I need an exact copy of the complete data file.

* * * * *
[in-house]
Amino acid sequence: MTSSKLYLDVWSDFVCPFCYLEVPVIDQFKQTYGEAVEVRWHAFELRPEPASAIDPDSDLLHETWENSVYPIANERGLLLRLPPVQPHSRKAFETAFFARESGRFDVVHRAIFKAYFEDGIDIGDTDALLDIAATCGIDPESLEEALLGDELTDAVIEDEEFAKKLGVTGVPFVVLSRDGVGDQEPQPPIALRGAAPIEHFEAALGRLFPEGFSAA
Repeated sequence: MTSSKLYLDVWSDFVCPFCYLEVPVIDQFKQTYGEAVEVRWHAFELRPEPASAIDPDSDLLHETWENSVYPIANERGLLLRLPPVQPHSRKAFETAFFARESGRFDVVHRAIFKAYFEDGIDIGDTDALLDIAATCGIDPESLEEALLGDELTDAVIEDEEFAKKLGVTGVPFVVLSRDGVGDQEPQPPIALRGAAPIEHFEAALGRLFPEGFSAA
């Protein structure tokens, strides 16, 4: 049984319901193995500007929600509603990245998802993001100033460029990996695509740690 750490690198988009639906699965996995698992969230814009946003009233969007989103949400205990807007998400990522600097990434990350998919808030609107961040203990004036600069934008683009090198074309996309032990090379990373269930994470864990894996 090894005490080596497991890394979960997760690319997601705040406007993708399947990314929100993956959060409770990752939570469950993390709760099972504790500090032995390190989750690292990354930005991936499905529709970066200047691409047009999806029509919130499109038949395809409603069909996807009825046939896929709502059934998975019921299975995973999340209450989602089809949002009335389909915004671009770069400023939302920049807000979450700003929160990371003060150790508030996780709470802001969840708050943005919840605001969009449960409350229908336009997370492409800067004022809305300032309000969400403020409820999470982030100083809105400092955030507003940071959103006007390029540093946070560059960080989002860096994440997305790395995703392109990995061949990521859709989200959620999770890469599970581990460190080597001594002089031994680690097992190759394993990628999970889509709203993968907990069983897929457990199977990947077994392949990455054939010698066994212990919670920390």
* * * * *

[in-house]
Amino acid sequence: MTSSKLYLDVWSDFVCPFCYLEVPVIDQFKQTYGEAVEVRWHAFELRPEPASAIDPDSDLLHETWENSVYPIANERGLLLRLPPVQPHSRKAFETAFFARESGRFDVVHRAIFKAYFEDGIDIGDTDALLDIAATCGIDPESLEEALLGDELTDAVIEDEEFAKKLGVTGVPFVVLSRDGVGDQEPQPPIALRGAAPIEHFEAALGRLFPEGFSAA
Repeated sequence: MTSSKLYLDVWSDFVCPFCYLEVPVIDQFKQTYGEAVEVRWHAFELRPEPASAIDPDSDLLHETWENSVYPIANERGLLLRLPPVQPHSRKAFETAFFARESGRFDVVHRAIFKAYFEDGIDIGDTDALLDIAATCGIDPESLEEALLGDELTDAVIEDEEFAKKLGVTGVPFVVLSRDGVGDQEPQPPIALRGAAPIEHFEAALGRLFPEGFSAA
């Protein structure tokens, strides 16, 4: 049984319901193995500007929600509603990245998802993001100033460029990996695509740690 750490690198988009639906699965996995698992969230814009946003009233969007989103949400205990807007998400990522600097990434990350998919808030609107961040203990004036600069934008683009090198074309996309032990090379990373269930994470864990894996 090894005490080596497991890394979960997760690319997601705040406007993708399947990314929100993956959060409770990752939570469950993390709760099972504790500090032995390190989750690292990354930005991936499905529709970066200047691409047009999806029509919130499109038949395809409603069909996807009825046939896929709502059934998975019921299975995973999340209450989602089809949002009335389909915004671009770069400023939302920049807000979450700003929160990371003060150790508030996780709470802001969840708050943005919840605001969009449960409350229908336009997370492409800067004022809305300032309000969400403020409820999470982030100083809105400092955030507003940071959103006007390029540093946070560059960080989002860096994440997305790395995703392109990995061949990521859709989200959620999770890469599970581990460190080597001594002089031994680690097992190759394993990628999970889509709203993968907990069983897929457990199977990947077994392949990455054939010698066994212990919670920390």